Saturday, April 13, 2013
Joe Coffey's Chasing Peacocks reviewed by Yvonne Owens
Just inside the door of Winchester Galleries, Joe Coffey’s figurative profile portrait, titled ‘Tea Party’ (oil on canvas, 50 ½” X 45 1/2 “), reveals a subject deep in thought. His red beard picks up the highlights burnishing the underside of the brim of his battered, but lustrously golden, straw hat. He leans over his pipe, about to take a draw, appearing to compose his thoughts and focus his spirit on an ineffable, inner experience. There is mystery – a profound delicacy and respect – in Coffey’s portrayal of this subject and his indefinable, ruminative relationship with the act of smoking. Coffey’s virtuosic rendering of the subject’s gloved hand reveals its form of folded fingers by means of a deceptively neutral and apparently ‘white’ medley of blues, peach tones, and dove grays. The coat of green oscillates among complimentary reds and golds. The glacial whites of the button-down collar and bow tie glint with prismatic pinks, emerald and burnt orange.
Tea Party, Oil on canvas, 50 1/2 x 45 1/2 inches
As with an actual glacier, the shadows are discovered to harbor depths of icy blue. Against the warmth of the red-bearded face and golden, straw hat, what is cool and pristine appears all the more crystalline and snowy. Joe Coffey’s unique gift is that his congenitally very different apprehension of color – combined with his optically accurate grasp of color values and his convincingly veristic rendering of them – simultaneously disturbs, disrupts, awakens, and delights the eye of the beholder. Diagnosed as an unusual form of ‘color blindness,’ the results of such a specialized perception are, in fact, anything but ‘blind.’ It may simply be that his differently tuned eyes see more of the spectrum – its frequency vibrations, or ‘colors’ – than most.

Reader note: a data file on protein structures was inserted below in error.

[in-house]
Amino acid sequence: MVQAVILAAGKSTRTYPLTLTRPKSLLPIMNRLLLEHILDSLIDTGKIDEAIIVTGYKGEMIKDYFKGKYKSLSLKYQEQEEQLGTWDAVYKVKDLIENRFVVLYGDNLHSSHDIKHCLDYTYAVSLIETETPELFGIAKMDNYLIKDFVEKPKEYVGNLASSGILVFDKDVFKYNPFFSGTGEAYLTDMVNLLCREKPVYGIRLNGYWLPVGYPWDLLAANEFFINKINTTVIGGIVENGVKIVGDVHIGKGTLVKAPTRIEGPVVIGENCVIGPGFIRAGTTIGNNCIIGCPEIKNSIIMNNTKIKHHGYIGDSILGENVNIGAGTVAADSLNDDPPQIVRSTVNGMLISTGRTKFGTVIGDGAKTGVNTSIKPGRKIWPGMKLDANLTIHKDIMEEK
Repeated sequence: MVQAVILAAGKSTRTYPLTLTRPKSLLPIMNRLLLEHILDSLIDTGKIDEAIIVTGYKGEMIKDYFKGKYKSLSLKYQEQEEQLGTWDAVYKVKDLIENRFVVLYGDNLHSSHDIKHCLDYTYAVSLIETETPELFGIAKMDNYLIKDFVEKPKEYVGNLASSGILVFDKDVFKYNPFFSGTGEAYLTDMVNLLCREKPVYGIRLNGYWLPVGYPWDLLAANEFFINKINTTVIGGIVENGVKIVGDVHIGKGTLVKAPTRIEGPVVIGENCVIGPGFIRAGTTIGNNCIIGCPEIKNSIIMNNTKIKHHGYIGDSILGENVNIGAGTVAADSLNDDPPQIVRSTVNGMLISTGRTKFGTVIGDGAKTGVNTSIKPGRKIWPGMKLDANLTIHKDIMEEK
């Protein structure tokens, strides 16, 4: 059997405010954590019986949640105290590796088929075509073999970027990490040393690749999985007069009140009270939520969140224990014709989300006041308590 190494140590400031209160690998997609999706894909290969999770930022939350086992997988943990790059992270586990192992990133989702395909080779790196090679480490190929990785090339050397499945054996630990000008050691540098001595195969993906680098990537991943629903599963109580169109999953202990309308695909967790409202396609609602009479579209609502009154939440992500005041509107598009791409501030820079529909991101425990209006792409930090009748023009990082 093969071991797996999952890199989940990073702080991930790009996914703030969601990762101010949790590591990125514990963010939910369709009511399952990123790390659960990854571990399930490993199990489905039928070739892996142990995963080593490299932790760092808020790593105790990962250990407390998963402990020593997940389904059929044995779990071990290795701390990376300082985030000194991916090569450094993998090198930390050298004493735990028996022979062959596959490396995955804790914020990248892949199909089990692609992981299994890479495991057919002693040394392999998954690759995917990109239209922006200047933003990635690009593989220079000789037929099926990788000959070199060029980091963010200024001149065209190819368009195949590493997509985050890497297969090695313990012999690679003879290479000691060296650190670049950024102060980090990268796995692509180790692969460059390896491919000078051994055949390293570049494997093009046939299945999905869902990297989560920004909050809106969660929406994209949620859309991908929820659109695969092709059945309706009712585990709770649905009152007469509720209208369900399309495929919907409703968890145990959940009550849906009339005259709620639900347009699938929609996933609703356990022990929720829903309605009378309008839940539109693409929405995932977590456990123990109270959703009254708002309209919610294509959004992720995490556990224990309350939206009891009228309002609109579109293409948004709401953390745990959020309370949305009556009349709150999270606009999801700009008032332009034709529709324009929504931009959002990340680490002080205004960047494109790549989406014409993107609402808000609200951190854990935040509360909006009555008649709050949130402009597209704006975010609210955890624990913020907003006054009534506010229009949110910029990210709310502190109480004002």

Rendered in luminous flesh tones, ruddy with peach and apricot accents, and sensually convincing with tactile illusions of grainy surfaces and textured fabrics, this intimate portrait of a momentary, quotidian experience becomes somehow epic, heroic – rare. Color animates every surface, the planes of the face, and the weathered, leathery neck. The apparently neutral background actually pulses with subtle, complementary shadings – violet and apricot, greens and gold. The ground, like every surface and contour within the frame, is actually extremely active – somehow numinous with the potency of the next, as yet unrevealed, moment. This tension comprises the mystery of these works. Quietly intent, the seated subject is captured mid-gesture. His attitude, introspection and serene arrest – suspended on the brink of a thought, an inhalation, or an utterance – reveal an inward dynamism to mirror the outward pulsations of surface color. There is nothing static in this rendering.